OUT ON THE BAYOU
JANUARY 21, 2000 • HOUSTON VOICE
Lesbian author takes advantage ofe-publishing
the Web before
her work hit
by AMANDA KYLE WILLIAMS
"Lucifer Rising," the new novel by first-time novelist and
native Southerner Sharon Bowers, marks the beginning of a
promising career in fiction for Bowers and a fascinating new
trend in publishing.
The book was first born into print on the Internet. It
stayed there for months, establishing itself and its writer in
the on-line community. Bowers says she received thousands
of e-mails from readers during the months "Lucifer" was a
Internet-only published book.
Bowers' publisher, Justice House Publishing, is a small
house with big ideas about how to tap into the talent available on the Internet, justice House seeks out the books that
have made a splash, like "Lucifer," and writers who already
have a reader base.
"It's a new technology in a way, a new way of approaching publishing," Bowers says. "It's taking writers who are
established in a new forum like the web and moving them
into a traditional print form."
By doing so. Bowers says Justice House is satisfying the
needs and demands of a pre-existing audience.
"The reader base is saying, 'I'm tired of walking around
with a four-inch spiral notebook where I printed out your
400 page novel.'"
Justice House rides to the rescue with "on demand" print
capability. They claim they can put books on shelves within
days. Justice House also maintains a heavy Internet presence
(www.justicehouse.com), which showcases new writers and
logs about 100,000 hits a month.
In Bowers' case, the idea has meant success for both
writer and publisher.
By the time "Lucifer Rising" was available in print, Bowers'
audience was established and faithful. The book debuted in the
"Top 100" at Amazon.com.
As for the book itself, "Lucifer Rising" is not a life-changing
read, but it is a fun romp, a sort of fist-fight from beginning to
end. Remember liking the bad guys in "Pulp Fiction"? You may
have a similar experience with Bowers' main character, Jude
Lucien, who is working a deep cover assignment for the Drug
Enforcement Administration in Miami and hoping to soon be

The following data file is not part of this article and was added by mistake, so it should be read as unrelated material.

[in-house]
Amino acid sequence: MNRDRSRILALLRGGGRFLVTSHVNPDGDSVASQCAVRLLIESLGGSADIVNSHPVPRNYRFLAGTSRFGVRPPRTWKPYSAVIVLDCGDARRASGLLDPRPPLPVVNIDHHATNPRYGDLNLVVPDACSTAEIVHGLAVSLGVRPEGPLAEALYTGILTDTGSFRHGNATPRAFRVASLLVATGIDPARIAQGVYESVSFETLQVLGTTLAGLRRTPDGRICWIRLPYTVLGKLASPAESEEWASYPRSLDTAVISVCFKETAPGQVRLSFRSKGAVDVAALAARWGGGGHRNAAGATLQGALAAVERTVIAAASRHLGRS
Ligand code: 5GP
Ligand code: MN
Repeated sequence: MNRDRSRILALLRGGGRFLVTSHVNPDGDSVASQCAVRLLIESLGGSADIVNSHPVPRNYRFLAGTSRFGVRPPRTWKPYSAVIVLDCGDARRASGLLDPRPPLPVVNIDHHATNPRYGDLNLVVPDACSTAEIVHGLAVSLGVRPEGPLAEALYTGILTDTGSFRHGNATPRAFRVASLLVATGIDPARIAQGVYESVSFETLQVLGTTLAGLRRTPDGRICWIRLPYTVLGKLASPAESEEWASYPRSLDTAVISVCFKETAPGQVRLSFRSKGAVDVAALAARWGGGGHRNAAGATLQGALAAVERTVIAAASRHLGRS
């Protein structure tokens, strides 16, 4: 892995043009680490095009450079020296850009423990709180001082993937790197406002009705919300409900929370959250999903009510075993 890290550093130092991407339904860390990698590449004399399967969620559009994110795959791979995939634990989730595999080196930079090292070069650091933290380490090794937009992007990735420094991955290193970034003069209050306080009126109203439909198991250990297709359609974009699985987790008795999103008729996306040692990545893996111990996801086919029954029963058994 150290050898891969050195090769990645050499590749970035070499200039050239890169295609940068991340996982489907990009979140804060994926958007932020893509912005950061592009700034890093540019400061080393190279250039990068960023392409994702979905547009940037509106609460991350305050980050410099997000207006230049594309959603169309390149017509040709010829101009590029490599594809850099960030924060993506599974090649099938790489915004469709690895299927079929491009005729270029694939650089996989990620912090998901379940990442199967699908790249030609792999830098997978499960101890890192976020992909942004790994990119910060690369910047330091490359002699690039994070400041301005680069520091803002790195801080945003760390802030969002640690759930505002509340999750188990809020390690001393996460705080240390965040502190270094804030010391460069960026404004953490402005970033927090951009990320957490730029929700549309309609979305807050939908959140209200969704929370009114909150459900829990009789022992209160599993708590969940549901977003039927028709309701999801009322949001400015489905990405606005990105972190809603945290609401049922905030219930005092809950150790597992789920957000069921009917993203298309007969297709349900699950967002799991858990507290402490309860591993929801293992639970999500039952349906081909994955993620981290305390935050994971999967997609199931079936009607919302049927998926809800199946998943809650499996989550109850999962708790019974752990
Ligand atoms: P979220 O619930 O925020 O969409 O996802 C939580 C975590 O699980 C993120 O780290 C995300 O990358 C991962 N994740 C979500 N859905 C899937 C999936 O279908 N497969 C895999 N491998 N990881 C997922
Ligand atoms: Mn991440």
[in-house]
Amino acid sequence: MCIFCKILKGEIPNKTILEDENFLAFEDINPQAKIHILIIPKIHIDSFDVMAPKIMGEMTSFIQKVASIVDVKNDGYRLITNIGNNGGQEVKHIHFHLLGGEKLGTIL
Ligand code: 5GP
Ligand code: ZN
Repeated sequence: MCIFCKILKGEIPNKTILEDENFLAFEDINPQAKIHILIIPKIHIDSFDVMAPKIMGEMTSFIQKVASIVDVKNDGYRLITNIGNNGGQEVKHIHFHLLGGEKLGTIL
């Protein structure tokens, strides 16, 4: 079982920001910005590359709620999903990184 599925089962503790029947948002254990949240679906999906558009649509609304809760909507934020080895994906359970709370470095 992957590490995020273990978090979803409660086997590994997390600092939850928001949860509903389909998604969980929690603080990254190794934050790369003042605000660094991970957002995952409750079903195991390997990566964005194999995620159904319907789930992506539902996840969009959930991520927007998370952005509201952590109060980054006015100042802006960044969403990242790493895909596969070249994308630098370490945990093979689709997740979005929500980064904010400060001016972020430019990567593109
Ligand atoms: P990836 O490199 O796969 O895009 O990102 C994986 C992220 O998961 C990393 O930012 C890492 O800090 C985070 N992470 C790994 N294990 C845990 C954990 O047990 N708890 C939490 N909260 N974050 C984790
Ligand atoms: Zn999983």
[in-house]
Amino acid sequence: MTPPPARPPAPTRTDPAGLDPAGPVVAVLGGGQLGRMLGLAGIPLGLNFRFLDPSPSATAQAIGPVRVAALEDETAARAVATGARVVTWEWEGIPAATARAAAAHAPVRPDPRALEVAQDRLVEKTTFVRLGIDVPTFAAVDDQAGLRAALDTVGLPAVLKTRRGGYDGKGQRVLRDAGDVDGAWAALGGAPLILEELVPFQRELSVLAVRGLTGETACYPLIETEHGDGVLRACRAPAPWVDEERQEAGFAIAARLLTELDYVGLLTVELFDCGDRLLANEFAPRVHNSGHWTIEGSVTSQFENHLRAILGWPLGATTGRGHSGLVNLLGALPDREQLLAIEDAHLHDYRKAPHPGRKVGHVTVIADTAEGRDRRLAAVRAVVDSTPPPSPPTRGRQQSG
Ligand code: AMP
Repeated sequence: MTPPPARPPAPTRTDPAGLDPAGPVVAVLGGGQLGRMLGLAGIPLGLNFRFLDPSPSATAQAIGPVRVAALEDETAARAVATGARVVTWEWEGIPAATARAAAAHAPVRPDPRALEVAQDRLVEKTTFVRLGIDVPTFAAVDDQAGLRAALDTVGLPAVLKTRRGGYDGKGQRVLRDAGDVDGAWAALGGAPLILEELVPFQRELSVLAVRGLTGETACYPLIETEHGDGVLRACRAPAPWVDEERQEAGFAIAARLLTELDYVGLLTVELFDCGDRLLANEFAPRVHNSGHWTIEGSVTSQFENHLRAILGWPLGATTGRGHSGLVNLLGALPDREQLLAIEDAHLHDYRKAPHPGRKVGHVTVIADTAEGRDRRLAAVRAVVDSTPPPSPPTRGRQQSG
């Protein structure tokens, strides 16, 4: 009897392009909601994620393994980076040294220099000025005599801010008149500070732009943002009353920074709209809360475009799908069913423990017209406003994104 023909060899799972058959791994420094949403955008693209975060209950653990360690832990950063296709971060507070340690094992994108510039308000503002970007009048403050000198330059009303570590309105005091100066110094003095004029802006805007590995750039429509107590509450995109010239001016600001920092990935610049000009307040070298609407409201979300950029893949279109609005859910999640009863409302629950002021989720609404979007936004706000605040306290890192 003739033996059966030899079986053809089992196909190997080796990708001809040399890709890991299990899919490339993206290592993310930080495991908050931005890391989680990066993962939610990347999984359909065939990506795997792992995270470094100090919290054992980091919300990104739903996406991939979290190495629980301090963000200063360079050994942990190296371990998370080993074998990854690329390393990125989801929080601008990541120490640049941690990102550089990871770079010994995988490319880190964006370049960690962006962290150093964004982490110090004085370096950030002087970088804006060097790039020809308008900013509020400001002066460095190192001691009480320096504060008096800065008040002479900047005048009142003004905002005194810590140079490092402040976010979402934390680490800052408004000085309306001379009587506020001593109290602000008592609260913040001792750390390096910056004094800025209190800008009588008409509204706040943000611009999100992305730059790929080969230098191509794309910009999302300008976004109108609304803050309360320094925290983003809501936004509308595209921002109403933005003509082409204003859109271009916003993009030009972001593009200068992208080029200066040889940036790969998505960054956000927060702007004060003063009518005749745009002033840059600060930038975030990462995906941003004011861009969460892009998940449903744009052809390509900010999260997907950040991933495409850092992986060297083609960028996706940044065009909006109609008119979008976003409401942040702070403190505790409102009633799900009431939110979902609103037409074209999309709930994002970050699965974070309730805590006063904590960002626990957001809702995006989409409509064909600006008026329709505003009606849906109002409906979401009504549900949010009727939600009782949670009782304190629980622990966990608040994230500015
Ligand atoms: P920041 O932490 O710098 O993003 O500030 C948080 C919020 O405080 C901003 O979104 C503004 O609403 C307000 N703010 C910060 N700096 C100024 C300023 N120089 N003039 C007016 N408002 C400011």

free of the dark tangle of drug dealers, killers and duplidtous
agents that populate her fictional world.
On the first page of "Lucifer," Jude crushes the larynx of one
opponent and puts a bullet in the head of another while he begs
for mercy. She seems to do this without ever really getting her
heart rate up. Beautiful, disturbed and sexually obsessed, jude
Lucien, though not yet fully developed by the author, is already
a memorable character.
And Bowers has carefully peppered her with redeeming
qualities. Lucien is capable of great love, passion and even tenderness. The author shows this with Lucien's love interest, a
reporter named Liz Gardener. In fact, the book starts out reading like action/adventure and quickly hams into a love story.
A point of tension is not in the action scenes where Jude
gets banged up and shoots her way out, it's in the dance
done by the lovers from their first nearly electric meeting
through ups and downs, betrayals and misunderstandings.
Bowers teases the reader with Liz and Jude getting closer
and closer to actually touching until you find yourself wishing they'd just do it and get it over with.
The author is unapologetic.
"I knew what I wanted to do," sayd Bowers, who runs a
bookstore in Greenville, S.C. "I knew I was working within
genre expectations. What I wanted to do was to blend genres,
blend the mystery and thriller thing with the romance novel."
That she did, and the result leaves lots of room for sexual
innuendo and sex.
Bowers puts out with "Lucifer," and so do her characters.
Like most first-time authors, Bowers tends to tell more than she
shows us—scenes that could be emotionally stunning lean
instead toward melodrama.
The drama-rich backdrop of Miami couldn't be a better setting for a story of sex, drugs and hot women, but the author
misses opportunity after opportunity to show us the seedy
underbelly of the city, to drop the reader into the scene, the billowing heat, the smells, the traffic. But Bowers has the budding
talent and natural instincts to take us there next time.
She's working on the sequel to "Lucifer." "Past The
Point" is scheduled to be available in the fall of this year.
The characters in "Lucifer" are "sleek," dress impeccably,
are witty, lethal, do things "expertly," smolder with sexuality and have eyes that are piercing, eyes that glitter, eyes
that are colors like jade and indigo.
But isn't that really what we want? Sex, murder, beautiful
people in great clothes? It's romantic fiction. Sit back, strap
yourself in, and enjoy the ride. It's a promising beginning to
a potentially powerful series.
"What I wanted to do was just write about good looking
women in fast cars," Bowers says with a smile.
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